His situation may not be the same as yours and my son transferred after his freshman year in college because the other school he did attend didn’t work out. But short answer to your question is to know where you stand, (performance wise) for your team and use it to your advantage. You can do it, but maybe not at THAT school. My son specifically transferred to a weaker conference from his first school (which was ACC). In his new conference, at his current university, he was the conference leader/winner for the entire time, and one of the few athletes from his school who qualifies for the national championship meets. His event coach has done a mix of individual practices and/or made rest of the athletes for his event accommodate my son’s schedule. The coach has openly said “when you have the school record you set the practice time”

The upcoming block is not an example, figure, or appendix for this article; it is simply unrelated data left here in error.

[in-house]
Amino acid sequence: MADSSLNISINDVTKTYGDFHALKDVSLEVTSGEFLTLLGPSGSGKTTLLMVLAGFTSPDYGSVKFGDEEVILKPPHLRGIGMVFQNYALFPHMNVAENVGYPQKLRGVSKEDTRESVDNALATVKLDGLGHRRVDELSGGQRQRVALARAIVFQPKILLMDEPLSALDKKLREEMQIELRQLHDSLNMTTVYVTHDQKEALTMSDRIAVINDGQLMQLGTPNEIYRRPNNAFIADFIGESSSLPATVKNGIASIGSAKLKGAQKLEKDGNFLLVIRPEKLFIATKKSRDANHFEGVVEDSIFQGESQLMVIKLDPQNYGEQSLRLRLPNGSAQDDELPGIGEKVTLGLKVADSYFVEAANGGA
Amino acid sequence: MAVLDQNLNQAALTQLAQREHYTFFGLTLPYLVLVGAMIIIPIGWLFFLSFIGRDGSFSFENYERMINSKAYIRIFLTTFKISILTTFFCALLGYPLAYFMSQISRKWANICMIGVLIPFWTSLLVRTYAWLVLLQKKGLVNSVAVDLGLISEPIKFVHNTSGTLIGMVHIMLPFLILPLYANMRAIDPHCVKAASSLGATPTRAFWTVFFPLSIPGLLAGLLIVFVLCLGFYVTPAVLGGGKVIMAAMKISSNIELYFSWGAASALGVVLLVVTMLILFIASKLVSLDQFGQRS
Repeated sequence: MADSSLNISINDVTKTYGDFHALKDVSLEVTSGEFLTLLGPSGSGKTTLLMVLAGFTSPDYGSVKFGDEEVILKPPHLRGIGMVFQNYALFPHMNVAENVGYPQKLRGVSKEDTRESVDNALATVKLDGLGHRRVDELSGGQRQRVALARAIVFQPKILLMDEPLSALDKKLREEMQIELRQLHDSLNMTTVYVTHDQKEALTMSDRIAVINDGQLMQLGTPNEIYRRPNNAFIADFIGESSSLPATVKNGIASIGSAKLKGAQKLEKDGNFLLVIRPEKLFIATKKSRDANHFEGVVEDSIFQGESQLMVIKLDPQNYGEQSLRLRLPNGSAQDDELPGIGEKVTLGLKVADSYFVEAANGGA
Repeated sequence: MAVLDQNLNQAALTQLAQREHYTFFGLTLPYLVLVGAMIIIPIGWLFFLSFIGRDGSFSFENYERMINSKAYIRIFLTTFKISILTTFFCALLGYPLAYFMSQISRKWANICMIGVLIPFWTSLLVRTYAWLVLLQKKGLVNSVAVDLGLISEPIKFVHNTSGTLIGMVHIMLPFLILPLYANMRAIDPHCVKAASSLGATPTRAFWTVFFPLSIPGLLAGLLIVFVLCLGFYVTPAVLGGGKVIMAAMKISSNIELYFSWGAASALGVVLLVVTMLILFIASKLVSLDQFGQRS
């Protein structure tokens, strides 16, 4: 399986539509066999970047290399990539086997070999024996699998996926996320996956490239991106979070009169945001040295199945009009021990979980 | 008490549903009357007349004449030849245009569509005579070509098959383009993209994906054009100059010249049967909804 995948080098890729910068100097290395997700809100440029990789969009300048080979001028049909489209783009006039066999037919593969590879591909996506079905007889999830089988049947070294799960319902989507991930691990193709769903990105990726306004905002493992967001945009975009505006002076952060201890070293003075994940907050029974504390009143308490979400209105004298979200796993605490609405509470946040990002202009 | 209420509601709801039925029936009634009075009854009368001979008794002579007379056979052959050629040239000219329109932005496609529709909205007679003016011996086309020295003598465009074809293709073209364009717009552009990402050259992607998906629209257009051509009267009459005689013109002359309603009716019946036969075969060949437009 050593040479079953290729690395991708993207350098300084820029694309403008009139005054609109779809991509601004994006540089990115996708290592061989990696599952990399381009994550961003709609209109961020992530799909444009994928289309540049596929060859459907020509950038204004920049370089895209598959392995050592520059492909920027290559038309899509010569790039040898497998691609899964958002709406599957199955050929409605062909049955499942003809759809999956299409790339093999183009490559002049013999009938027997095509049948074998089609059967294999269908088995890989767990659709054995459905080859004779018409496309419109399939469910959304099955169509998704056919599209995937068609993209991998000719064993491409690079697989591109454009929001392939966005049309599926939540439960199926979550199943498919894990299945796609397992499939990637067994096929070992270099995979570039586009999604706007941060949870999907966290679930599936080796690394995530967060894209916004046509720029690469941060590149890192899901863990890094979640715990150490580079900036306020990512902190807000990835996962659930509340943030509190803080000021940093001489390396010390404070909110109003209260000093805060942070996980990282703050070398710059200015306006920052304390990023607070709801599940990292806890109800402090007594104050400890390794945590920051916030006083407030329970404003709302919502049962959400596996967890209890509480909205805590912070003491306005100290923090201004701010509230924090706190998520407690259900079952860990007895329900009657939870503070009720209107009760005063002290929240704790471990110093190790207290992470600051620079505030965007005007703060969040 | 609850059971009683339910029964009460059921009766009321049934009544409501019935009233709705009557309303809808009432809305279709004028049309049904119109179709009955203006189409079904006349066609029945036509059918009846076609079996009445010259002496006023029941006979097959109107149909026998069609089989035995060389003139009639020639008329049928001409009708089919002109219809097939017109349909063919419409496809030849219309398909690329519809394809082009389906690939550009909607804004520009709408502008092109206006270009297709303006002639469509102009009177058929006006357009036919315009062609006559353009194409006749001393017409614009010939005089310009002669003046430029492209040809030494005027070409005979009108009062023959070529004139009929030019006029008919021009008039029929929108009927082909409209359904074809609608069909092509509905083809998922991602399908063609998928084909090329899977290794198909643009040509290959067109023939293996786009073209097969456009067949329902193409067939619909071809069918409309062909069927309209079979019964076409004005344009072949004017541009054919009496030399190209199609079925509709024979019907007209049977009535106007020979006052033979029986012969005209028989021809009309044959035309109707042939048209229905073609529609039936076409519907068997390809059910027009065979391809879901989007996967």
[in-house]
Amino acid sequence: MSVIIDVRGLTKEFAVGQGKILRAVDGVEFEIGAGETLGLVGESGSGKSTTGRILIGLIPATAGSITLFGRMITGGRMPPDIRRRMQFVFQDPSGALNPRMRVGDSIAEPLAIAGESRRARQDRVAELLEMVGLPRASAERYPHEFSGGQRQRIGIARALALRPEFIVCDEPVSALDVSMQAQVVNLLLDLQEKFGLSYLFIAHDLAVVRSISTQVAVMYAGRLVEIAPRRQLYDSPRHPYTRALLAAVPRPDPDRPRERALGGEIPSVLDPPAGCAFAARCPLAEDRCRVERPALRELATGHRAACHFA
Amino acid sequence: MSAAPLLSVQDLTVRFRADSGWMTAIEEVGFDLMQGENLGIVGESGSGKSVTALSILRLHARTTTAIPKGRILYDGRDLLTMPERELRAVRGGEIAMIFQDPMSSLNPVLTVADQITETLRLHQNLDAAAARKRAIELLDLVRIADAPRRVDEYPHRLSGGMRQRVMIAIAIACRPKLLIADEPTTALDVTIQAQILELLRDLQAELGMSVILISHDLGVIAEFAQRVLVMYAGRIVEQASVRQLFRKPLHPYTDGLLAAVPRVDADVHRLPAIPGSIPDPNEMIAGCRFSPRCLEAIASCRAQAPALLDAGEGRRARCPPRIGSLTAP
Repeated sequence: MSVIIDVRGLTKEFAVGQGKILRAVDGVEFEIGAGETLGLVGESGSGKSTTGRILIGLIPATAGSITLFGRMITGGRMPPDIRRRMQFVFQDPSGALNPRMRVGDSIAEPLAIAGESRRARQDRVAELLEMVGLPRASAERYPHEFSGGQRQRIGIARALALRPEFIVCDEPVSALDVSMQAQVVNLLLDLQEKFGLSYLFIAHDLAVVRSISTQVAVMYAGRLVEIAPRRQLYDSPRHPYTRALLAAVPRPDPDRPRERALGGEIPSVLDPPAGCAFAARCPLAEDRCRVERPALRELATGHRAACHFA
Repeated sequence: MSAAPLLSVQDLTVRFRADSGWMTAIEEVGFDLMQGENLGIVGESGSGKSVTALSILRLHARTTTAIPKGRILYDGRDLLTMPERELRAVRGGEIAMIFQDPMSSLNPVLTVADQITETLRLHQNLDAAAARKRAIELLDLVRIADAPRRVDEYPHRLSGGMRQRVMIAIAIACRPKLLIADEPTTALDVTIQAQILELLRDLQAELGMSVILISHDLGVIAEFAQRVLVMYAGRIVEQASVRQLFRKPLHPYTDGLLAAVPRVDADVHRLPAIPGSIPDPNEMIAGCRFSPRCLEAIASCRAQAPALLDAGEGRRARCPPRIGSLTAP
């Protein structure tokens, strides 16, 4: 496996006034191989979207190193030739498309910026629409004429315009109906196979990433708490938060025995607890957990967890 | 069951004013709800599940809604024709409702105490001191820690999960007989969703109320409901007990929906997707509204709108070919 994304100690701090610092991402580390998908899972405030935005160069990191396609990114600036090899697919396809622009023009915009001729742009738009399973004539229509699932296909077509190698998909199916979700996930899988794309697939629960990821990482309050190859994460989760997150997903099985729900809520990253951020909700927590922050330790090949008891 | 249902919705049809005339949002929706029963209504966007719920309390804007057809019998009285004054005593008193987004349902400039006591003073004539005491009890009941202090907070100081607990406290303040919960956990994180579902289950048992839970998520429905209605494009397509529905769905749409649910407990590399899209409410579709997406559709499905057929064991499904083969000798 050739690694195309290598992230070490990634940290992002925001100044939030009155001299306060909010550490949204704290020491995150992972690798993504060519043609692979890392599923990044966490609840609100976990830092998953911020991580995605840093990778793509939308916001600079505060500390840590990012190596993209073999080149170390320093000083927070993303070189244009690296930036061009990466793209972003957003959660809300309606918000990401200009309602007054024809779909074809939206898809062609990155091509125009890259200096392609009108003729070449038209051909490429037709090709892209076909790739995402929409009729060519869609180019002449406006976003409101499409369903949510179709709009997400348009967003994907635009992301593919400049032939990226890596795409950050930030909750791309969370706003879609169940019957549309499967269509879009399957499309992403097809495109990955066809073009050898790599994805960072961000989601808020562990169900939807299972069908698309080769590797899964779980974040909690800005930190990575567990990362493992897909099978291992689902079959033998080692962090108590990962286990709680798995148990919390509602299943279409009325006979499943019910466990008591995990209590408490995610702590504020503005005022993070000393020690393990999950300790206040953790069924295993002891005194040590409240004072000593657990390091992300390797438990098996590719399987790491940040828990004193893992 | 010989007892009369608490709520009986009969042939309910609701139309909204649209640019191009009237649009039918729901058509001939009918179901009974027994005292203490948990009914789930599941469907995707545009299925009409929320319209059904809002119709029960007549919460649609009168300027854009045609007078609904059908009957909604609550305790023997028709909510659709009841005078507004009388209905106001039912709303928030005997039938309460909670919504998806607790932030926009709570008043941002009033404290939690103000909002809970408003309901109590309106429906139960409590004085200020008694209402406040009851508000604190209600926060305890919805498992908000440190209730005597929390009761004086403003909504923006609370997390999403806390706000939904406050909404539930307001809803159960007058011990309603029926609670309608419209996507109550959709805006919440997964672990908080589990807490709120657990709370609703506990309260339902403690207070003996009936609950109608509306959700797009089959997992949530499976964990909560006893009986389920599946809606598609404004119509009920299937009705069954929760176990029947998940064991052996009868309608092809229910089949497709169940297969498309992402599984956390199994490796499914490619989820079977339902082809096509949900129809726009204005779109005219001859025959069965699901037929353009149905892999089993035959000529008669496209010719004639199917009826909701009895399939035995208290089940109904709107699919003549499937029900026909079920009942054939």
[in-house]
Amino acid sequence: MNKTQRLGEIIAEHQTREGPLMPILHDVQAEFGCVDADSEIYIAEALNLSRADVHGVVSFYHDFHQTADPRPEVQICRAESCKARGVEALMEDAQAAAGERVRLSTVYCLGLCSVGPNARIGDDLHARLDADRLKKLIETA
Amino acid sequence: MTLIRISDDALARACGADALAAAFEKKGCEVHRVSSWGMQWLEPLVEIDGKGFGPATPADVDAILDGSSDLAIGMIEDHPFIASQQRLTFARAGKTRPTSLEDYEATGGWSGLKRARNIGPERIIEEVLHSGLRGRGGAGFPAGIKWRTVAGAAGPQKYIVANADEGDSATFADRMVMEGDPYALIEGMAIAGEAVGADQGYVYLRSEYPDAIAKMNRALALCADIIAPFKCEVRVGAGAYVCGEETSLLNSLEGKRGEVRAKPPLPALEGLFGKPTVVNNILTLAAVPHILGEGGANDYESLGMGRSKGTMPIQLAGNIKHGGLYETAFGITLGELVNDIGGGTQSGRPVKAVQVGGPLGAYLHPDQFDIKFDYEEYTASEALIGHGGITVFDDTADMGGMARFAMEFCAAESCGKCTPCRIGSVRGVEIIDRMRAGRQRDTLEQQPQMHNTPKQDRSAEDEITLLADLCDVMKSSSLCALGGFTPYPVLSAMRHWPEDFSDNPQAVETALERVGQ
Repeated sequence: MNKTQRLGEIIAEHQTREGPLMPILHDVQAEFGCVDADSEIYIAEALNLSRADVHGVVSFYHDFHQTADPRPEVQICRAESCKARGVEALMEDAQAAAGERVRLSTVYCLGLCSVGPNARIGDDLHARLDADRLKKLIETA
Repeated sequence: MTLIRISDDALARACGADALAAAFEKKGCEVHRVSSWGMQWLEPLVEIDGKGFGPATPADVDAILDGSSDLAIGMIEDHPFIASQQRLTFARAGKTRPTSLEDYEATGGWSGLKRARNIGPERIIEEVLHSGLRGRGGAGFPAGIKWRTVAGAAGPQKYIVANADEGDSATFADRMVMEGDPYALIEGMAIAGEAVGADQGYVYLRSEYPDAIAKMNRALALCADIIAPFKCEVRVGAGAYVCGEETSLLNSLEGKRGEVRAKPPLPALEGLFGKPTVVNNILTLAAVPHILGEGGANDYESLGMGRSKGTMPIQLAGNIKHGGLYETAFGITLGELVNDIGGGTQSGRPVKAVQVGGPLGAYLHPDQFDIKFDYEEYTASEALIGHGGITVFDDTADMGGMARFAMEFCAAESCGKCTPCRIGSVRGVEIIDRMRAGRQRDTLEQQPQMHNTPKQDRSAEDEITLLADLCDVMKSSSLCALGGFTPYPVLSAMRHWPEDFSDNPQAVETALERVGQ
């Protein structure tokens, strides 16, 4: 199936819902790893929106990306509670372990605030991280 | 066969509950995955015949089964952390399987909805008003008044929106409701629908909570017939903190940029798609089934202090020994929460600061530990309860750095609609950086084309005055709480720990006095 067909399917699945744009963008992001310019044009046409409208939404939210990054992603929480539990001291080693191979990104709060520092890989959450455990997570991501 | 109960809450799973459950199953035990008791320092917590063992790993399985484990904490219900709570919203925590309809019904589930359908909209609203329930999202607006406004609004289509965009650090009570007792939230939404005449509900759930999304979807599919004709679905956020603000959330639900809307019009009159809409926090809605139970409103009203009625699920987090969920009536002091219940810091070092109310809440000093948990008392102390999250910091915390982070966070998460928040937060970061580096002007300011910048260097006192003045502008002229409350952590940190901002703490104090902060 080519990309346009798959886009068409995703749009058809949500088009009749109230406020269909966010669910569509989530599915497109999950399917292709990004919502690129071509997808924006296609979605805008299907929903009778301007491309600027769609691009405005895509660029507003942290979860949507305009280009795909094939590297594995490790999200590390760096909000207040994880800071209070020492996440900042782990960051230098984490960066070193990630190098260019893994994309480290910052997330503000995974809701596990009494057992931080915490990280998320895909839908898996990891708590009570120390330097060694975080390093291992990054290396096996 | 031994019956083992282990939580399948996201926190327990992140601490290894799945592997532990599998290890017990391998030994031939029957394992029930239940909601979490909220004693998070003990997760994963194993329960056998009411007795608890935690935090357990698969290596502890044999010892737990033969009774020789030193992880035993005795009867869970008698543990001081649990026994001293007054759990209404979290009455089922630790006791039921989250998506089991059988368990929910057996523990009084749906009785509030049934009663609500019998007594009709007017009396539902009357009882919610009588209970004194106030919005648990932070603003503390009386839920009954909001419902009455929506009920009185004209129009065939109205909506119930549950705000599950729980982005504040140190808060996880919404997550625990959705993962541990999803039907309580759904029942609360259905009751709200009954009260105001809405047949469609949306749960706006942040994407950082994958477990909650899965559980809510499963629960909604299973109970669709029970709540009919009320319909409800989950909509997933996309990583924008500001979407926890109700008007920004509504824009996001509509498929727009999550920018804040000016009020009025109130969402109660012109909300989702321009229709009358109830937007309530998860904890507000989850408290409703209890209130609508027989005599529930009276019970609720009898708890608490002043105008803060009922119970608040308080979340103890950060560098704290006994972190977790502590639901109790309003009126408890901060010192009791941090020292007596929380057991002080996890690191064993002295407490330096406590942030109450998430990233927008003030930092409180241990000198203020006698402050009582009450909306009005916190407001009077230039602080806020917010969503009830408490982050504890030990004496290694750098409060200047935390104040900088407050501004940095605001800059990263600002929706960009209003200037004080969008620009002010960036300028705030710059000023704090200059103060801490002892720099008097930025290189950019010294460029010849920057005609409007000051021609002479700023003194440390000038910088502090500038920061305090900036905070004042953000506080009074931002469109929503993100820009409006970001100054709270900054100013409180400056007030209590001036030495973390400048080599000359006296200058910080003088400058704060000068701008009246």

If you are set on UAB, you will need to look out for yourself and work closely with your advisor. Don’t be afraid to ask your guardian/parent to assist.

    Even at his current school, which is very supportive, my son needed to force his athletic academic advisor to talk with his university academic department to vary the course map for his degree. My son took a loaded fall semester (~17-18 credits) and a light spring (12 credits) during his competition semester, and agreed to two summers of classes to graduate in 5.5 years with an engineering degree... He also needed an NCAA progress to degree waiver every year, (which is filed by the NCAA compliance office at your school), because of the way the re-arranged major courses show in the calculations. However, he gets good grades, so the dean of the school and his advisor readily supported him. So doing well academically and athletically gives you leverage, but you will need to find the right balance and a school/coach willing to work with you.